Late Night Marquette honors Chadwick Boseman

Late+Night+Marquette+honored+Chadwick+Boseman+after+his+recent%2C+sudden+death+through+a+showing+of+his+movie+%22Get+on+Up.%22+Photo+via+Flickr

Late Night Marquette honored Chadwick Boseman after his recent, sudden death through a showing of his movie “Get on Up.” Photo via Flickr

Late Night Marquette hosted a movie showing of “Get on Up” in Varsity Theatre Sept. 6 night in honor of Chadwick Boseman. After Boseman’s passing Aug. 28, many students expressed feelings of heartbreak and sympathy towards the actor who kept his four-year battle with colon cancer a secret to the public.

Boseman was known for his roles as King T’Challa in Marvel’s “Black Panther,” Jackie Robinson in “42” and Stormin’ Norman in “Da 5 Bloods.”

Sara Asselin, a first-year student in the College of Engineering, attended the movie showing with a friend and said she didn’t realize he had cancer.

“I think it’s really selfless because instead of having other people focus on him and the fact that he had cancer, he was instead using his platform to promote what he wanted to,” Asselin said. “I didn’t realize that he had cancer, or was dealing with anything until all of a sudden, my social media was flooded with the fact that he died.”

Although Asselin said she just went to see “Get on Up”, a biographical film on the life of James Brown, for fun, she said it holds deeper meanings to her now that he has passed.

“Hiding cancer … that’s just like a really big thing. It is really painful and you are going through all those treatments,” Asselin said. “That is just very hard on a person and everyone around you. Going through that and doing it alone … it just kind of speaks to who he was and what he wanted to accomplish with his life.”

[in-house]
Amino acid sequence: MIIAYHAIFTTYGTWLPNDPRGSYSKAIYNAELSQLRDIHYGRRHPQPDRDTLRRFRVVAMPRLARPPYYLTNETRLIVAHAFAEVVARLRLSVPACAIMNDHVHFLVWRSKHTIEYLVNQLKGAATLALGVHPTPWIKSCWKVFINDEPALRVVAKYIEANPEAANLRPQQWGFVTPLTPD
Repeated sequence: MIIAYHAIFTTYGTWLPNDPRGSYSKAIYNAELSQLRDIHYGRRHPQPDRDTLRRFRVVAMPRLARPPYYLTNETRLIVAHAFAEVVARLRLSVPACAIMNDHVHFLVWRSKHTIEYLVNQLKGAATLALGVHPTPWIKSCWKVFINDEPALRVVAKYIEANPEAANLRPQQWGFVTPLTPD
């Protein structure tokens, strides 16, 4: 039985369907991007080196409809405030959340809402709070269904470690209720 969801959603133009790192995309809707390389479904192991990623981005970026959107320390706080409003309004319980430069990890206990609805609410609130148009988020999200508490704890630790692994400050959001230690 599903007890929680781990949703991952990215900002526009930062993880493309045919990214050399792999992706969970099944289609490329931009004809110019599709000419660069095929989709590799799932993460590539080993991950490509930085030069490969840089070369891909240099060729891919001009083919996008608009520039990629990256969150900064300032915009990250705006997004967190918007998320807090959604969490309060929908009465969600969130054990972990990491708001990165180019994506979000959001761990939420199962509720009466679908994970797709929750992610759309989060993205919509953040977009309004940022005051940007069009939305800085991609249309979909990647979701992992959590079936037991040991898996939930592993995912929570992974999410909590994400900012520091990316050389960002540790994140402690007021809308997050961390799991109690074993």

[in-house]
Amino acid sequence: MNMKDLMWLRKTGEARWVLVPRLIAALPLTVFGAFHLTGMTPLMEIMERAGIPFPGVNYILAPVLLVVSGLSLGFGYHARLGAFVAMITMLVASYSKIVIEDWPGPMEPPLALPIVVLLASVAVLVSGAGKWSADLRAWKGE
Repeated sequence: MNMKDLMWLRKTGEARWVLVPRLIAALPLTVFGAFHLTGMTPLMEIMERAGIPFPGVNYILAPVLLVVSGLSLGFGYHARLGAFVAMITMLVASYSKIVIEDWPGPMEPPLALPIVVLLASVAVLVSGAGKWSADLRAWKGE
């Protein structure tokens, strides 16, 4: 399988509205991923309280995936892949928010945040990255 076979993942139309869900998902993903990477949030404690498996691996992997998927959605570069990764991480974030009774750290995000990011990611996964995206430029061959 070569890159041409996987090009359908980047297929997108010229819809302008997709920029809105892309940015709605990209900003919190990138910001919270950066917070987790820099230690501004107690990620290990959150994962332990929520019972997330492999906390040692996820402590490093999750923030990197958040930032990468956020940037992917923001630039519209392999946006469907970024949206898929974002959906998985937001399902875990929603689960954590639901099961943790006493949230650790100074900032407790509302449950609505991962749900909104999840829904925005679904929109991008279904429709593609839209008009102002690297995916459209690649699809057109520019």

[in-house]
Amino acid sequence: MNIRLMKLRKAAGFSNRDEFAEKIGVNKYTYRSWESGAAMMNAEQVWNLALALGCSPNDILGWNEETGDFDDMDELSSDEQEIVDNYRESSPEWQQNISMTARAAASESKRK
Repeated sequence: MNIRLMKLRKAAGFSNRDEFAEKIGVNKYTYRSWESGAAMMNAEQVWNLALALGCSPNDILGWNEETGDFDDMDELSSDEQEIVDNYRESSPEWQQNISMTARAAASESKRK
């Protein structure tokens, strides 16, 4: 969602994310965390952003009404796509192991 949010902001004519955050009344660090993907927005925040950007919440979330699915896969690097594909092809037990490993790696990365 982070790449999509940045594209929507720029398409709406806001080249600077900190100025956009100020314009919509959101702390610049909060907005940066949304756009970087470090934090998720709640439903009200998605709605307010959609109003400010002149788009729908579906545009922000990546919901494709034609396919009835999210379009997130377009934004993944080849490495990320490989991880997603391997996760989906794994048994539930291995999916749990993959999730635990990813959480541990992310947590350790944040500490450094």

Kennedy Schooley, a sophomore in the College of Health Sciences, said Boseman was an inspiration.

“It’s just really sad because (Boseman) was such a talented actor, but a real inspiration for a lot of people of color, especially the kids watching him on TV,” Schooley said. “He had such an impact and we had no idea that we were not going to have that anymore.”

Schooley said even though she had never seen “Get on Up” before, she had heard really good things about it.

“I think my parents watched (the movie) and they were just commenting about how well he did in it,” Schooley said. “They didn’t really tell me about the plot, but they were very impressed by what he did because I think that was the only actor they remembered who was in it.”

Anna Anderson, a sophomore in the College of Arts & Sciences, said she was upset to hear about Boseman’s passing, especially because he was such an incredible addition to Marvel.

About two years ago, footage surfaced of Boseman getting emotional while talking about two kids who were both fighting cancer.

“The part that always gets me is that there was a story about two kids who had terminal illnesses, and they were trying to hold on until (‘Black Panther’) came out,” Anderson said. “Boseman did a couple of press interviews about that … how he was so touched that those kids wanted to hold on until the movie was released and how much representation matters.”

Not many people outside of Boseman’s family knew he was fighting a very similar battle at the time.

“It makes you realize how much it truly means, especially kids to see representation and to see someone who is so talented,” Anderson said. “It is really upsetting to know that he has passed on, but I really hope (T’Challa’s sister Shuri) ends up continuing on like she did in the comic books.”

This story was written by Skyler Chun. She can be reached at skyler.chun@marquette.edu.